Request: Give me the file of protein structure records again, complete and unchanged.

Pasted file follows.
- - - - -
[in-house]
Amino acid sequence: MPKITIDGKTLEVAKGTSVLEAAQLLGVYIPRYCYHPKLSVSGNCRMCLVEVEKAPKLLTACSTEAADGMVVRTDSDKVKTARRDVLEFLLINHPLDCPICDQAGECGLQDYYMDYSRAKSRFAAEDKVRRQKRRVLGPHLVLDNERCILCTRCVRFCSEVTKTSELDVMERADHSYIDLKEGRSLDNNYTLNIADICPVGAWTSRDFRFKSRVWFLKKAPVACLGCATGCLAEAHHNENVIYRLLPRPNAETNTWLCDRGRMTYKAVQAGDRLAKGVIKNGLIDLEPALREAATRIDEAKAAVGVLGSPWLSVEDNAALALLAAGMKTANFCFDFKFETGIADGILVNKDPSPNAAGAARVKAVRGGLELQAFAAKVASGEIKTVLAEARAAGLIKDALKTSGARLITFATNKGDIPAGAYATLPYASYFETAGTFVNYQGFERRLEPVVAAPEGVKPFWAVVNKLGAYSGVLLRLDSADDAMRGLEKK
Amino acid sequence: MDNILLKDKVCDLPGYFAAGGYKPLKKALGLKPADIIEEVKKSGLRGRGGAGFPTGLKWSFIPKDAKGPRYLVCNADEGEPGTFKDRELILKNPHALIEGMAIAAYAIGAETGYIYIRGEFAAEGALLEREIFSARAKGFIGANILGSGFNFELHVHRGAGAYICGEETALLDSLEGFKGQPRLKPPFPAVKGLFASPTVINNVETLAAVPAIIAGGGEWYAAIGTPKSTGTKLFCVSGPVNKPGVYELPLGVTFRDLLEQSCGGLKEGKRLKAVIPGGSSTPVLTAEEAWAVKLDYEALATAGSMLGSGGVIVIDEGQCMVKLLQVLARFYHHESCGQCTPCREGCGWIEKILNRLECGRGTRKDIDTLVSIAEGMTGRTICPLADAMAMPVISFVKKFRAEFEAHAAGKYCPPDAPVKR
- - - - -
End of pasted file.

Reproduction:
[in-house]
Amino acid sequence: MPKITIDGKTLEVAKGTSVLEAAQLLGVYIPRYCYHPKLSVSGNCRMCLVEVEKAPKLLTACSTEAADGMVVRTDSDKVKTARRDVLEFLLINHPLDCPICDQAGECGLQDYYMDYSRAKSRFAAEDKVRRQKRRVLGPHLVLDNERCILCTRCVRFCSEVTKTSELDVMERADHSYIDLKEGRSLDNNYTLNIADICPVGAWTSRDFRFKSRVWFLKKAPVACLGCATGCLAEAHHNENVIYRLLPRPNAETNTWLCDRGRMTYKAVQAGDRLAKGVIKNGLIDLEPALREAATRIDEAKAAVGVLGSPWLSVEDNAALALLAAGMKTANFCFDFKFETGIADGILVNKDPSPNAAGAARVKAVRGGLELQAFAAKVASGEIKTVLAEARAAGLIKDALKTSGARLITFATNKGDIPAGAYATLPYASYFETAGTFVNYQGFERRLEPVVAAPEGVKPFWAVVNKLGAYSGVLLRLDSADDAMRGLEKK
Amino acid sequence: MDNILLKDKVCDLPGYFAAGGYKPLKKALGLKPADIIEEVKKSGLRGRGGAGFPTGLKWSFIPKDAKGPRYLVCNADEGEPGTFKDRELILKNPHALIEGMAIAAYAIGAETGYIYIRGEFAAEGALLEREIFSARAKGFIGANILGSGFNFELHVHRGAGAYICGEETALLDSLEGFKGQPRLKPPFPAVKGLFASPTVINNVETLAAVPAIIAGGGEWYAAIGTPKSTGTKLFCVSGPVNKPGVYELPLGVTFRDLLEQSCGGLKEGKRLKAVIPGGSSTPVLTAEEAWAVKLDYEALATAGSMLGSGGVIVIDEGQCMVKLLQVLARFYHHESCGQCTPCREGCGWIEKILNRLECGRGTRKDIDTLVSIAEGMTGRTICPLADAMAMPVISFVKKFRAEFEAHAAGKYCPPDAPVKR